Ministry of Labour, Immigration and Population website.
A curfew is in place for Maungdaw township.
Due to Myanmar's restrictions on the travel of Australian Embassy officials, providing emergency consular assistance to travellers in remote areas may be restricted or delayed.
Unmarked landmines are a danger in parts of Myanmar, particularly the border and conflict-affected areas. The location of landmines may not be marked. Don’t stray off established roads. In April 2016, a landmine explosion injured foreign tourists trekking in Kyaukme township in northern Shan state.
Myanmar New Year and Water Festival
Myanmar's Water Festival (Thingyan) and New Year is celebrated in April each year. There is an increased risk of road accidents, caused by drunk drivers, overcrowded vehicles and large unruly crowds celebrating in public places. In previous years, the incidence of violent and petty crime has increased during the festival. Pay particular attention to your personal security.
Shops, supermarkets, restaurants, banks and government offices all close for Thingyan. Official and unofficial road closures occur in Yangon and other regional centres. Plan your travel carefully.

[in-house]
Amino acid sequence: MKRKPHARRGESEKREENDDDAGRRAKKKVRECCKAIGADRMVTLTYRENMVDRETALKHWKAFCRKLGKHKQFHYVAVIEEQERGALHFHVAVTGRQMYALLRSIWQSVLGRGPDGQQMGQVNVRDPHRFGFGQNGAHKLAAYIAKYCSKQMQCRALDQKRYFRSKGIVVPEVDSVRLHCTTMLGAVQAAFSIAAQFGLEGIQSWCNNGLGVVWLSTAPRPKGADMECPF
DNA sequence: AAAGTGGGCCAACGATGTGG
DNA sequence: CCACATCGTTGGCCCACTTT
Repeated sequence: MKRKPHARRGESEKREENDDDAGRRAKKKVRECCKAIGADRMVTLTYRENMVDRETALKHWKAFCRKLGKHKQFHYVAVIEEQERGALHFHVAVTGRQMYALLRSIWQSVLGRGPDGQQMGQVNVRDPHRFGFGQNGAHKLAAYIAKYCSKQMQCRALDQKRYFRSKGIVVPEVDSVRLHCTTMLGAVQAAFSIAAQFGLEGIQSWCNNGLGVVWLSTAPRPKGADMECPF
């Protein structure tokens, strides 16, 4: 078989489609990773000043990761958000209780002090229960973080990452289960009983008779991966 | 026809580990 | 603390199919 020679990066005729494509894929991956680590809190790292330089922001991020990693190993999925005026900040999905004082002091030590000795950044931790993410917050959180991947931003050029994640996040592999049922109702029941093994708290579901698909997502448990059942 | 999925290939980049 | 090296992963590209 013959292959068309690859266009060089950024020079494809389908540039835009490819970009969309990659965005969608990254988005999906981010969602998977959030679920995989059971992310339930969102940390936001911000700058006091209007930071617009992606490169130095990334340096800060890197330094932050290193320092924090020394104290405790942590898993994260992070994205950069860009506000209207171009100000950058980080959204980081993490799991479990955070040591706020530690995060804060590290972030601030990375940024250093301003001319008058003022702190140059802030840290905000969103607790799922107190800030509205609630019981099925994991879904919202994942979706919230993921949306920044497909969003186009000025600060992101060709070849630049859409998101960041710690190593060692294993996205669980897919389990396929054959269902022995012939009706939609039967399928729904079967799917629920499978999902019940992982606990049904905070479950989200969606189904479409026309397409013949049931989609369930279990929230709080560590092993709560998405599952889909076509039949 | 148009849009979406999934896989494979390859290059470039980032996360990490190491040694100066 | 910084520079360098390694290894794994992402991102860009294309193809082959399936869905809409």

Tourists are frequently required to present their passport and visa to authorities, including for domestic air and rail travel and when staying at hotels.
Foreigners residing in Myanmar for more than 90 days have to present their Foreigner's Registration Card (FRC).
Local safety standards
The safety standards you might expect of service providers, such as hotels, restaurants, retail outlets, transport and tour operators, including for adventure activities, are not always met. Sufficient safety equipment may not be provided and recommended maintenance standards and safety precautions may not be observed.
If you plan to participate in adventure activities, first talk to your travel insurer to check if the activity is covered by your insurance policy. Ask about and insist on minimal safety requirements. Always use available safety equipment, such as lifejackets or seatbelts, even if others don't. If appropriate safety equipment is not available, use another provider.
Internet and telephone services
Defaming, disturbing or threatening any person using a telecommunications network is illegal in Myanmar. Do not post negative comments on social media.